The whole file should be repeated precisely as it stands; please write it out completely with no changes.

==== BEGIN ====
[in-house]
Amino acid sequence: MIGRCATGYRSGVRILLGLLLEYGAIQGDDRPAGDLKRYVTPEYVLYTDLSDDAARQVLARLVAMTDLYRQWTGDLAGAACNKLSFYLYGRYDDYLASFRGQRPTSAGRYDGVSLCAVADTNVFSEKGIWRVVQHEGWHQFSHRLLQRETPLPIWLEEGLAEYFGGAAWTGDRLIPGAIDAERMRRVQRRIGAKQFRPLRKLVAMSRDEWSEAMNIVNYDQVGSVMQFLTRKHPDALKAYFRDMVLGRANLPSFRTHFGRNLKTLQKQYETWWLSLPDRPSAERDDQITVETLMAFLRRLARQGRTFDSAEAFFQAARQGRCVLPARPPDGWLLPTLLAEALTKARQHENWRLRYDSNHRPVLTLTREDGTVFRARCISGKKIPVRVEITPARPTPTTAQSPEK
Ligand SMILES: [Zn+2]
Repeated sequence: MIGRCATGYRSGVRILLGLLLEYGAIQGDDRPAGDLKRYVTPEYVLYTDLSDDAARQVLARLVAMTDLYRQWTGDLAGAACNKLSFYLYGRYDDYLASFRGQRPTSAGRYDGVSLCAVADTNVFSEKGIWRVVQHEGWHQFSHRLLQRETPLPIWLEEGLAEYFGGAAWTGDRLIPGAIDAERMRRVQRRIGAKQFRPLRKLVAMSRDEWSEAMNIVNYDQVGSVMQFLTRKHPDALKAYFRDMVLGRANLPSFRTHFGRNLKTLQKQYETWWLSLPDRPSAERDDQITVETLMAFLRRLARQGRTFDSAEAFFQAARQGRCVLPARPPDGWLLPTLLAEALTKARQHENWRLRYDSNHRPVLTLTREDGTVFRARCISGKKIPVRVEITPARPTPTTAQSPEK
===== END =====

[in-house]
Amino acid sequence: MIGRCATGYRSGVRILLGLLLEYGAIQGDDRPAGDLKRYVTPEYVLYTDLSDDAARQVLARLVAMTDLYRQWTGDLAGAACNKLSFYLYGRYDDYLASFRGQRPTSAGRYDGVSLCAVADTNVFSEKGIWRVVQHEGWHQFSHRLLQRETPLPIWLEEGLAEYFGGAAWTGDRLIPGAIDAERMRRVQRRIGAKQFRPLRKLVAMSRDEWSEAMNIVNYDQVGSVMQFLTRKHPDALKAYFRDMVLGRANLPSFRTHFGRNLKTLQKQYETWWLSLPDRPSAERDDQITVETLMAFLRRLARQGRTFDSAEAFFQAARQGRCVLPARPPDGWLLPTLLAEALTKARQHENWRLRYDSNHRPVLTLTREDGTVFRARCISGKKIPVRVEITPARPTPTTAQSPEK
Ligand SMILES: [Zn+2]
Repeated sequence: MIGRCATGYRSGVRILLGLLLEYGAIQGDDRPAGDLKRYVTPEYVLYTDLSDDAARQVLARLVAMTDLYRQWTGDLAGAACNKLSFYLYGRYDDYLASFRGQRPTSAGRYDGVSLCAVADTNVFSEKGIWRVVQHEGWHQFSHRLLQRETPLPIWLEEGLAEYFGGAAWTGDRLIPGAIDAERMRRVQRRIGAKQFRPLRKLVAMSRDEWSEAMNIVNYDQVGSVMQFLTRKHPDALKAYFRDMVLGRANLPSFRTHFGRNLKTLQKQYETWWLSLPDRPSAERDDQITVETLMAFLRRLARQGRTFDSAEAFFQAARQGRCVLPARPPDGWLLPTLLAEALTKARQHENWRLRYDSNHRPVLTLTREDGTVFRARCISGKKIPVRVEITPARPTPTTAQSPEK